Teenie Harris Photographs: Elections

August 13, 2016December 5, 2016

Teenie Harris Photographs: Elections  

Teenie Harris Photographs: Elections offers an insider’s view of African American political life in Pittsburgh from the 1940s to the early 1970s, a period when once-disenfranchised minority voters established themselves as a growing force in American politics. From city council races to congressional campaigns and presidential elections, Charles “Teenie” Harris was there with his camera, an eyewitness to the historic changes unfolding around him. 

Harris’s photographs of the democratic process defined much of his 40-year career as a photojournalist at the Pittsburgh Courier, a newspaper renowned for its reporting on local politics, national events, and powerful people in the city. As the journalistic voice of the community, the Courier often encouraged its readers to join political campaigns and to vote on issues that impacted their lives. 

The images in this exhibition offer an unparalleled window into the political world that Harris chronicled. Through his lens we see K. Leroy Irvis, the first African American to serve as speaker of the house in any state legislature, as he casts his vote at a polling precinct in the Fifth Ward in 1962, and Congresswoman Shirley Chisholm meeting with supporters from the Delta Sigma Theta sorority a decade later. We also see Republican presidential hopeful Richard Nixon campaigning in the Hill District, and President John F. Kennedy giving a speech in Monessen, Pennsylvania.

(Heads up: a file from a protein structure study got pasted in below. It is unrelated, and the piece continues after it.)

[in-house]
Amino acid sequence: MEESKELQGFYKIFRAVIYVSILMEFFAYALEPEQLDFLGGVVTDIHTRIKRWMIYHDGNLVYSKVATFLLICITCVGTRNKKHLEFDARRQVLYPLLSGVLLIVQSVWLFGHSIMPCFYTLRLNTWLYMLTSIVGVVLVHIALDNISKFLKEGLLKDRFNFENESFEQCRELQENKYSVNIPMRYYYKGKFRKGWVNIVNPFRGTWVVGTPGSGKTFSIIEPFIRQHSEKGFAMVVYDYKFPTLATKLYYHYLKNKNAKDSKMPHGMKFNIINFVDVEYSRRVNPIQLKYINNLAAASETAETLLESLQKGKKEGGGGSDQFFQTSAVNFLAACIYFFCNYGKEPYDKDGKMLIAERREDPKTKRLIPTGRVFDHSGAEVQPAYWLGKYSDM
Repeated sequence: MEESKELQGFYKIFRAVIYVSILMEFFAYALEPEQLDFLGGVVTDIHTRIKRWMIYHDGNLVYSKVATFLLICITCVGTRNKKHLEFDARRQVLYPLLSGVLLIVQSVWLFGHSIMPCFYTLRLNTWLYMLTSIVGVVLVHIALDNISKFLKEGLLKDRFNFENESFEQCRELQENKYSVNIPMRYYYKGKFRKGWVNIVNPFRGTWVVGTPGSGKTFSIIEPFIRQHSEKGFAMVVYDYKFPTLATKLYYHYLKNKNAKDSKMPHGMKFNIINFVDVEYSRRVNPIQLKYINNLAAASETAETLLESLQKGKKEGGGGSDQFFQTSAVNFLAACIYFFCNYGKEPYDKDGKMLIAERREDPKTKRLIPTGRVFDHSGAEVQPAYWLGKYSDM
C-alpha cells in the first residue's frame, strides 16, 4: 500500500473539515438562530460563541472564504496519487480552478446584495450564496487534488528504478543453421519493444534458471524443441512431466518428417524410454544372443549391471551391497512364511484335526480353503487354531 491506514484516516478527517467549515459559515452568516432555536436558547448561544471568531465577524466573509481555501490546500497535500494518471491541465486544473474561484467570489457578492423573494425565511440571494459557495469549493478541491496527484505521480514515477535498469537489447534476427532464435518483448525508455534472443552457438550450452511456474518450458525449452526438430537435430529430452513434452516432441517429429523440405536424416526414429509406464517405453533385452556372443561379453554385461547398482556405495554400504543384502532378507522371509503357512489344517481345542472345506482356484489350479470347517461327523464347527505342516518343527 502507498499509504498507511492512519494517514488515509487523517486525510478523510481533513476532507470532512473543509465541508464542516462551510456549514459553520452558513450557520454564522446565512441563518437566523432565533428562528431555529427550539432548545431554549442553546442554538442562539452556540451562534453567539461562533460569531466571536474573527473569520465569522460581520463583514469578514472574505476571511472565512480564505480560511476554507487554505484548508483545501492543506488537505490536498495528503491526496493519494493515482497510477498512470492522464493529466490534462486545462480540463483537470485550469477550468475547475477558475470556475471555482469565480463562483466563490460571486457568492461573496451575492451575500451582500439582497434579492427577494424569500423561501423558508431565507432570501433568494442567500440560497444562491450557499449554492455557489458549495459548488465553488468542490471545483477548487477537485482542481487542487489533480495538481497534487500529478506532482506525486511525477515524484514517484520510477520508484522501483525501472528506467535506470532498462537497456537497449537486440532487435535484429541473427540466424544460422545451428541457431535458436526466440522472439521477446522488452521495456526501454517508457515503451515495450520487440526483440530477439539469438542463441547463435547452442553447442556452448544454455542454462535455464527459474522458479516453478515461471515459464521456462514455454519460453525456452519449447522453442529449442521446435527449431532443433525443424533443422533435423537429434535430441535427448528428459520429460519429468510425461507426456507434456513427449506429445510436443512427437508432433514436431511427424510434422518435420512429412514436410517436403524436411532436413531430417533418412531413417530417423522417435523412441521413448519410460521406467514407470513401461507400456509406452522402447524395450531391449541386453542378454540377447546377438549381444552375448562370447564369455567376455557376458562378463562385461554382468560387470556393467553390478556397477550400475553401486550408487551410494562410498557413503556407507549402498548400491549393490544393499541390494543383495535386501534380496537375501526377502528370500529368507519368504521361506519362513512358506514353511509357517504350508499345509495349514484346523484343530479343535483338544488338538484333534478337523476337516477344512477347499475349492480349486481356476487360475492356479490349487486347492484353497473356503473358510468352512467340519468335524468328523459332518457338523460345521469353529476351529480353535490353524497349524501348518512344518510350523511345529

For perspective in this election year, we invited three politically involved guest curators to select images for the exhibition: R. Daniel Lavelle, city councilman; Michael Keaton, actor and activist; and Harold Hayes, television news journalist. Their choices reflect the politics of today and contrast them with the political landscape that Harris documented. 

Charlene Foggie-Barnett, Teenie Harris Archive Specialist, Carnegie Museum of Art 

Charles “Teenie” Harris (1908–1998) photographed Pittsburgh’s African American community from ca. 1935 to ca. 1975. His archive of nearly 80,000 images is one of the most detailed and intimate records of the black urban experience known today. Purchased by Carnegie Museum of Art in 2001, the Teenie Harris Archive was established to preserve Harris’s important photographic work for future generations. For more information, visit teenie.cmoa.org. You can also read essays inspired by the social, cultural, and political content of Harris’s photographs at blog.cmoa.org.